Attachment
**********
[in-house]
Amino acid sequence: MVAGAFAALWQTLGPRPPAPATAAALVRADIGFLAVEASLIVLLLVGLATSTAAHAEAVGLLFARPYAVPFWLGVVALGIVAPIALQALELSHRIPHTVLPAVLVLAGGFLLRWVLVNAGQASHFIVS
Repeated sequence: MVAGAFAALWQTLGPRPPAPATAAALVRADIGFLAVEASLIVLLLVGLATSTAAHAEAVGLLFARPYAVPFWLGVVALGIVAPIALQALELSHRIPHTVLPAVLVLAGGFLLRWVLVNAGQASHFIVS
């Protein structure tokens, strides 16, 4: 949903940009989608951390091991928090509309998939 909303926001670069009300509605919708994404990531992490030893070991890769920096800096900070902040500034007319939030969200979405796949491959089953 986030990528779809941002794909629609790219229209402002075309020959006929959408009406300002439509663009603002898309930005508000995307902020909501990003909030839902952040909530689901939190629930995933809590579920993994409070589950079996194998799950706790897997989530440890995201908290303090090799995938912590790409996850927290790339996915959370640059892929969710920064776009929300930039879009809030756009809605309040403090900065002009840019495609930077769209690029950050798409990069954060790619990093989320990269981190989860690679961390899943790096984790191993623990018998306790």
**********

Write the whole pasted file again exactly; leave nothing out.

[in-house]
Amino acid sequence: MVAGAFAALWQTLGPRPPAPATAAALVRADIGFLAVEASLIVLLLVGLATSTAAHAEAVGLLFARPYAVPFWLGVVALGIVAPIALQALELSHRIPHTVLPAVLVLAGGFLLRWVLVNAGQASHFIVS
Repeated sequence: MVAGAFAALWQTLGPRPPAPATAAALVRADIGFLAVEASLIVLLLVGLATSTAAHAEAVGLLFARPYAVPFWLGVVALGIVAPIALQALELSHRIPHTVLPAVLVLAGGFLLRWVLVNAGQASHFIVS
């Protein structure tokens, strides 16, 4: 949903940009989608951390091991928090509309998939 909303926001670069009300509605919708994404990531992490030893070991890769920096800096900070902040500034007319939030969200979405796949491959089953 986030990528779809941002794909629609790219229209402002075309020959006929959408009406300002439509663009603002898309930005508000995307902020909501990003909030839902952040909530689901939190629930995933809590579920993994409070589950079996194998799950706790897997989530440890995201908290303090090799995938912590790409996850927290790339996915959370640059892929969710920064776009929300930039879009809030756009809605309040403090900065002009840019495609930077769209690029950050798409990069954060790619990093989320990269981190989860690679961390899943790096984790191993623990018998306790």